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Portland's literary salon returns to the stage mid-pandemic, with sassy strippers showing 100 ways to remove a glove (or a mask).

PMG PHOTO: JOSEPH GALLIVAN - Writer, drag king, mom: Lacy Knightly started Booklover's Burlesque, which returns in person at the Alberta Rose Theatre. You might not think striptease and reading go together, but burlesque producer and performer Lacy Knightly (pronouns they/them) says there is some overlap: The overactive imagination.

Knightly's Booklover's Burlesque returns to the stage Friday, Feb. 18, for an evening of shimmying and shaking to music paired with libidinal literary readings.

Burlesque, which is the adult themed spin-off of 20th century music hall entertainment, has enjoyed a 30-year revival. Fans have recaptured the art of dancing and striptease, giving its analog simplicity new appeal in an hypermediated world. Knightly's cast members aim to take burlesque one step further, with themed nights, improvisation and a nod to the cultured life. They've held Shakespeare burlesque nights, noir mystery nights, fairy tale nights and love letter nights.

COURTESY PHOTO: BOOKLOVER'S BURLESQUE - Anita Rage, a burlesque performer who will be at Booklover's Burlesque.Booklover's Burlesque began in April 2016 and has happened four or five times a year since. Knightly's friend in their writers group, Amber J. Keyser, had a book coming out and wanted a dramatic launch. It was called "The V-Word," an anthology of Young Adult writers talking about their first time having sex.

"She wanted writers to go up and read their excerpt, and then have a burlesque act that matches it in feeling, tone or emotion, right after it. It was a big, big success," Knightly told the Portland Tribune over chai in Sellwood. With their lilac hair, trilby and man's suit, Knightly stands out as stylish in a rainwear world. This former elementary school teacher is also a drag king and drag artist.

On stage, the audience will see different readers doing five- or ten-minute sets, followed by lavishly costumed burlesquers interpreting their words and moving to recorded music while shedding their layers. The readers and performers may or may not work together beforehand. When they do, they collaborate on the themes or emotions they want to express. There's an emcee to tie it all together, but apart from a technical rehearsal, the performers are siloed and can surprise each other. Past readers and performers have used texts such as Colette's "The Vagabond" and Robert Louis Stevenson's "The Strange Case of Dr. Jekyll and Mr. Hyde."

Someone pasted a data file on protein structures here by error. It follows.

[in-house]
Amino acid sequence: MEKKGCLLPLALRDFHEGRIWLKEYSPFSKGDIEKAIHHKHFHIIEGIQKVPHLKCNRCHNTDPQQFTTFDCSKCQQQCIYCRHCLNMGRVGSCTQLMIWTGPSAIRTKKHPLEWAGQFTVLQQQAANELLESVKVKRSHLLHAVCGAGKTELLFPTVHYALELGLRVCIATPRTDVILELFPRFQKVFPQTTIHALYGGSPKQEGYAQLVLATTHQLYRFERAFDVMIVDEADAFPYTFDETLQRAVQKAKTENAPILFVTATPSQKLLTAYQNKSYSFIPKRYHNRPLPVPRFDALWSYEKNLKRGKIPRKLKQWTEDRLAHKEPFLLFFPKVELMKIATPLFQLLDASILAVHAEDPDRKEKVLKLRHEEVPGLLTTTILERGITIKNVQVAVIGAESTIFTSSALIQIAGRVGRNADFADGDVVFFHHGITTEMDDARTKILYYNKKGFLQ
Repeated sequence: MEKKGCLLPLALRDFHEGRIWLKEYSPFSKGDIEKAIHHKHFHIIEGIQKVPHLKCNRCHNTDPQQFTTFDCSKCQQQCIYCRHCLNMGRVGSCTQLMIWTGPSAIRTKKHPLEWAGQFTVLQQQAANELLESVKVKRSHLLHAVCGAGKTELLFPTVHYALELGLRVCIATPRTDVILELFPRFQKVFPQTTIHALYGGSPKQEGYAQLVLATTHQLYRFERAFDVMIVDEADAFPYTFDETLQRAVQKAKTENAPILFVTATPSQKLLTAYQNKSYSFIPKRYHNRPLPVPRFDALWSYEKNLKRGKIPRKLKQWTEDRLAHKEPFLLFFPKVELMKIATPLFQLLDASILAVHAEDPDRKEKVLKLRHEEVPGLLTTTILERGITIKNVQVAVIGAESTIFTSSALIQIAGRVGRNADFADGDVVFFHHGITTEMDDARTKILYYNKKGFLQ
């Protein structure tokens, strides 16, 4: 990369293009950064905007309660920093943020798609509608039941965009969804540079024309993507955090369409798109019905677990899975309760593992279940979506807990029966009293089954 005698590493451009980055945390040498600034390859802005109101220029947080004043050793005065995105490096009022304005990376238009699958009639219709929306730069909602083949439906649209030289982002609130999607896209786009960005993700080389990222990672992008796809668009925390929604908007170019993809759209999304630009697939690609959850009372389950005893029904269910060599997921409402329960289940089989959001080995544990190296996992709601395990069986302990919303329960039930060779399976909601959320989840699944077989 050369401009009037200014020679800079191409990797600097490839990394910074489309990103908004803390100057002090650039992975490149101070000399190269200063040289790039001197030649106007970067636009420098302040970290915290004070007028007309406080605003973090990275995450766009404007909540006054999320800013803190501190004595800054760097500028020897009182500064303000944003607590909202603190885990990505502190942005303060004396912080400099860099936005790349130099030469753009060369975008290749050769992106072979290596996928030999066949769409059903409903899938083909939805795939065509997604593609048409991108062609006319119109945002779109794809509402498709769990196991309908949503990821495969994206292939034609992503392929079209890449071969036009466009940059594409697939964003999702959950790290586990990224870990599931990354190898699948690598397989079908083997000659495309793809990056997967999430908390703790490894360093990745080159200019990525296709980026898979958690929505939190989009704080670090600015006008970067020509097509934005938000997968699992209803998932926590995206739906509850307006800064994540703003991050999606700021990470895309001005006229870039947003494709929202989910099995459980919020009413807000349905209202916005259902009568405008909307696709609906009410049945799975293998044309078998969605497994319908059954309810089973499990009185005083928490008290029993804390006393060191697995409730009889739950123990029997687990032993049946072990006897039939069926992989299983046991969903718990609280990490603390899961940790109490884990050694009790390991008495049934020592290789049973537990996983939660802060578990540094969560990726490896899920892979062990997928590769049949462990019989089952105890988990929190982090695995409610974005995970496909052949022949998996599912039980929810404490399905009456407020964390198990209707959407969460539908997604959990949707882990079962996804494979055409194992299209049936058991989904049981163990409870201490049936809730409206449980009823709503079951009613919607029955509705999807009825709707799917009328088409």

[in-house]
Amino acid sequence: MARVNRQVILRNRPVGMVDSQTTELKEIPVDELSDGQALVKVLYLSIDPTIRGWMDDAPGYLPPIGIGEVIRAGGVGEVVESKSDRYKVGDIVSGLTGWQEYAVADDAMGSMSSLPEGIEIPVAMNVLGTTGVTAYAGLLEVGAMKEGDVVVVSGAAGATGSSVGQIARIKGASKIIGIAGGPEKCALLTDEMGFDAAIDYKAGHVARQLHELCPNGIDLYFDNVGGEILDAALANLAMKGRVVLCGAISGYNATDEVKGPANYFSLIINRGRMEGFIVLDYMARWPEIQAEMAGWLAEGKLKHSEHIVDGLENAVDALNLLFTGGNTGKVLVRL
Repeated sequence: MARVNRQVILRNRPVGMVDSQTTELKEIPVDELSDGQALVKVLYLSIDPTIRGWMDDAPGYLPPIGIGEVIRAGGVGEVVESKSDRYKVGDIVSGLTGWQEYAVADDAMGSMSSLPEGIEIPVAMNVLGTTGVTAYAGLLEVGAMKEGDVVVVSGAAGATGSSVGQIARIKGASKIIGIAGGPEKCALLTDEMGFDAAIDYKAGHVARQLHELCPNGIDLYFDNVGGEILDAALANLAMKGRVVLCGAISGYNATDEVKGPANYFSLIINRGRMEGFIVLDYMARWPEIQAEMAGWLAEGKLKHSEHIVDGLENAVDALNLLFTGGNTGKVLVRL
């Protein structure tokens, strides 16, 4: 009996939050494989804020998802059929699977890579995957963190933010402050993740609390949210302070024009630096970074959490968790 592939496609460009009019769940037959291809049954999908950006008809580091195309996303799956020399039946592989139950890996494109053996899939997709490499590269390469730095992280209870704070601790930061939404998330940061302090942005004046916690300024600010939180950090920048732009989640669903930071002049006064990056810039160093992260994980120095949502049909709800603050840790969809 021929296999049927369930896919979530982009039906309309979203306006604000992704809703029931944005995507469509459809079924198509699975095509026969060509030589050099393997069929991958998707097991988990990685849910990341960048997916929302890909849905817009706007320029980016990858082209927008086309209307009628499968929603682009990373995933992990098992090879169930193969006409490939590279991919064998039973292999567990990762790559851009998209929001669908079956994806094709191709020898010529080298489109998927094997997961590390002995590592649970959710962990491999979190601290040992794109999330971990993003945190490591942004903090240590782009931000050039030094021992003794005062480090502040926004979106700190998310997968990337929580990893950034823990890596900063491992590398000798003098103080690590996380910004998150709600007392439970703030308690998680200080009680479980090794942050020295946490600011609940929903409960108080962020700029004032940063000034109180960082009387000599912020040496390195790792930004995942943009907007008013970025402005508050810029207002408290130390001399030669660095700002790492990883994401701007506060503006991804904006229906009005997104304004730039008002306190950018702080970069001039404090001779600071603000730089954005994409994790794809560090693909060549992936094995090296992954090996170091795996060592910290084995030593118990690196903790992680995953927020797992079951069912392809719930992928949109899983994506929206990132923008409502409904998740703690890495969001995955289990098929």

COURTESY PHOTO: BOOKLOVER'S BURLESQUE - Zora Von Pavonine will be the emcee at Booklover's Burlesque. The shows used to be at a Southeast Portland bar called Crush where they would squeeze in 80 audience members. In the pandemic they are at Alberta Rose Theatre, with 60 percent capacity for social distancing. The first in-person event, after 18 months of online shows, was a Gothic literary night, in October 2021. Knightly performed while a reader in a Regency dress read from "Pride and Prejudice and Zombies." The show attracted the capacity 300 people.

Not only fans, but book lovers, too

Knightly recently did a six-month stint of the Cabaret Society, at the Botanist, a Pearl District bar that closed in December 2021. "It was a mix of all different kinds of burlesque: draglesque, boylesque and circus and cabaret type of acts," they said.

Knightly is fluent in genderfluid art forms and explains how the art of burlesque has evolved. "Classic, neo, nerd, draglesque …"

Draglesque is drag acts dancing and stripteasing, although switching up the genders.